Transport and accommodation. Plan how you move about. Buy train or bus tickets early, and check out the layout of the city or area the festival is located in. If you decide to book a hotel, do so very early, they tend to fill up quickly. Jot down the local taxi number and keep an emergency cash stash somewhere on your person in case of pick-pockets. You don’t wanna get stranded.

3. Gear

My kit at Down By the Laituri 2012. Two cameras, four cheap lenses, and stuff.

My kit at Down By the Laituri 2012. Two cameras, four cheap lenses, and stuff.

Camera & lenses. You don’t need a full frame 6000 euro camera and top of the line lenses (although they do take better pictures). You will do fine for example with the Nikon 3000 series or the Canon 600 or 700 series. As for lenses I currently go with a three or four lens combo: 1: A good low light lens (I use a Canon 50 mm f/ 1.8, cheap and reliable). 2: A wide angle lens, great for dramatic close-ups. A fisheye can give wonderful shots, but a really wide fisheye can be very limiting in a concert situation. 3: A good tele zoom with a minimum range of 200 mm. Crucial for big stages and crowded photo pits. Currently I use two zoom lenses, one short (17-85) and one long (50-200). The shorter one I sometimes leave at home. All of the lenses I use are very affordable.

Other gear: Proper batteries, the ones that come with the cameras are often second grade. Keep spares. A battery grip is handy. Bring a battery charger. Also buy some heavy duty memory cards, you won’t get very far with 2 or 4 gigas. Always have camera cleaning and drying equipment with you; if it isn’t rainy, it will be dusty and sometimes the bands will throw or squirt or blow shit at you.

Extra: If you have a spare camera, bring it. My camera suddenly malfunctioned at Ilosaarirock this summer and I was very, very happy to have my old D400 as a backup. You can also use double cameras while shooting, so you don’t have to stop to change lenses. Don’t bring a laptop if you’re not sure you’re gonna need it. It’s a lot to carry around and internet reception is usually poor. Many festivals have computers you can use in the media area.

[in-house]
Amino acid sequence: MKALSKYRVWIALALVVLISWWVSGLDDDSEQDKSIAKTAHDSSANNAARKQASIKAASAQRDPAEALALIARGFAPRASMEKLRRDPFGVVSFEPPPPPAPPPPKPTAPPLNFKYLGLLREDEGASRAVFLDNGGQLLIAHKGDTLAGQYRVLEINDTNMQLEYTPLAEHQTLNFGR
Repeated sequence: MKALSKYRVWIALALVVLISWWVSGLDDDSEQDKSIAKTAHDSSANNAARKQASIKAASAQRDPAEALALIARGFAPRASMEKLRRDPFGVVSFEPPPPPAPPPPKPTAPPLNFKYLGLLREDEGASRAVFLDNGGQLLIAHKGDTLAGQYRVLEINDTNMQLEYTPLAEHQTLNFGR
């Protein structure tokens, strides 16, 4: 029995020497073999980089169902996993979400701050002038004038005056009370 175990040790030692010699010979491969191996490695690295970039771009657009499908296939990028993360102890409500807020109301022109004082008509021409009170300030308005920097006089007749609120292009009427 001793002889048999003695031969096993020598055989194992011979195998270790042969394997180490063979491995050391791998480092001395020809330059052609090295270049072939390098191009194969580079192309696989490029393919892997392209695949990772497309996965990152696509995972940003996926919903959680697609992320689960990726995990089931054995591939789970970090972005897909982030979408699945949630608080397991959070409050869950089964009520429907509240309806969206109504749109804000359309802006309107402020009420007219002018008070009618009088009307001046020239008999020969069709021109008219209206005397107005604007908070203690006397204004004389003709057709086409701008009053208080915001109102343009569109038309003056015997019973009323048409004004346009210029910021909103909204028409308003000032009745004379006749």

4. Arriving

Look up the media area. There you can usually do interviews, rest and have a cup of coffee. This picture is from Baltic Jazz Festival.

Look up the media area. There you can usually do interviews, rest and have a cup of coffee. This picture is from Baltic Jazz Festival, Radio Vega interviewing the board chairman and the festival director.

Try to check out the festival area as soon as you arrive. If you don’t have to shoot the first band, skip it. You’re here on duty, so take advantage of everything the festival provides you with. Seek out the media center and check if you’re allowed in the VIP section. There will usually be a workspace, some sort of lounge, sometimes computers, internet access, coffee (for free if you’re lucky) and sometimes even free snacks. It also tends to mean shorter toilet and bar lines. Seek out the person responsible for media at the festival and get this person’s phone number and e-mail. Check out the layout of the festival area, where photo pit entrances are, is there an interview area, a media entrance and so on.

5. The photo pit

It's not always easy being a festival photographer. When Ozzy doesn't foam you, The Flaming Lips smother you with ballons, as here at Pitkä Kuuma Kesä in Helsinki 2009.

It’s not always easy being a festival photographer. When Ozzy doesn’t foam you, The Flaming Lips smother you with ballons, as here at Pitkä Kuuma Kesä in Helsinki 2009.

As a rule, photographers are allowed to shoot the three first songs of a gig from the pit. But there may be exceptions, so seek out the photo pit entrance at least five minutes before the shows starts. The entrance is usually on either side of the stage. Keep your photo pass and wristband visible for the security guards. If there are special rules, the security personnel will let you know. Obey the rules, they are often for your own safety, as some bands use pyros and other dangerous stuff.

6. Mind your manners!

There are some unwritten rules and good manners to go by in the photo pit. It can sometimes be crowded, but try and keep it civilized. 

No flash. Flash photography is usually forbidden.

No climbing. Without special permission, don’t climb the stage or scaffolding. It may be OK to step onto the crowd fence at the back of the pit.

Don’t push and shove. It may be crowded and you may lose the money shot because someone stands in your way, but pushing will ruin the shot for the other guy, may be dangerous, and it is simply rude. A gentle tap on the shoulder will do the trick.

DON'T DO THAT! Keep your elbows below your head when you shoot, or you'll block the view.